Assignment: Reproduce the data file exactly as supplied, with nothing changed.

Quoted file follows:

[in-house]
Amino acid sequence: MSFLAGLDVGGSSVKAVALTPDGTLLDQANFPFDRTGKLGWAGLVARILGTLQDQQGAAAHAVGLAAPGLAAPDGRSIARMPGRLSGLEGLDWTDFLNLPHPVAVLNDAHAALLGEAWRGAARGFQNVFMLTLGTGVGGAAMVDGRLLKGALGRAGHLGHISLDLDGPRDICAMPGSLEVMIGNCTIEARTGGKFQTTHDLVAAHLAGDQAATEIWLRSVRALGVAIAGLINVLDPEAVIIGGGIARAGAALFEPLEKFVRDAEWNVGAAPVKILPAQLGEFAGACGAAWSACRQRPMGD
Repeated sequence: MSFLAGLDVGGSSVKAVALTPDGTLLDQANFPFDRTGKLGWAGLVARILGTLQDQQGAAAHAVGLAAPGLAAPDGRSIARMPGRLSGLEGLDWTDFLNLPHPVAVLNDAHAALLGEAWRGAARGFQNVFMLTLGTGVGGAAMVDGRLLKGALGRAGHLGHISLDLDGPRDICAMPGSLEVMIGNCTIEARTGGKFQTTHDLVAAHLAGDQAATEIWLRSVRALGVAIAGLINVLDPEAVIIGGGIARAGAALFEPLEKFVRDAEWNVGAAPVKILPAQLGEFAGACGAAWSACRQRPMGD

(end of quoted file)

[in-house]
Amino acid sequence: MSFLAGLDVGGSSVKAVALTPDGTLLDQANFPFDRTGKLGWAGLVARILGTLQDQQGAAAHAVGLAAPGLAAPDGRSIARMPGRLSGLEGLDWTDFLNLPHPVAVLNDAHAALLGEAWRGAARGFQNVFMLTLGTGVGGAAMVDGRLLKGALGRAGHLGHISLDLDGPRDICAMPGSLEVMIGNCTIEARTGGKFQTTHDLVAAHLAGDQAATEIWLRSVRALGVAIAGLINVLDPEAVIIGGGIARAGAALFEPLEKFVRDAEWNVGAAPVKILPAQLGEFAGACGAAWSACRQRPMGD
Repeated sequence: MSFLAGLDVGGSSVKAVALTPDGTLLDQANFPFDRTGKLGWAGLVARILGTLQDQQGAAAHAVGLAAPGLAAPDGRSIARMPGRLSGLEGLDWTDFLNLPHPVAVLNDAHAALLGEAWRGAARGFQNVFMLTLGTGVGGAAMVDGRLLKGALGRAGHLGHISLDLDGPRDICAMPGSLEVMIGNCTIEARTGGKFQTTHDLVAAHLAGDQAATEIWLRSVRALGVAIAGLINVLDPEAVIIGGGIARAGAALFEPLEKFVRDAEWNVGAAPVKILPAQLGEFAGACGAAWSACRQRPMGD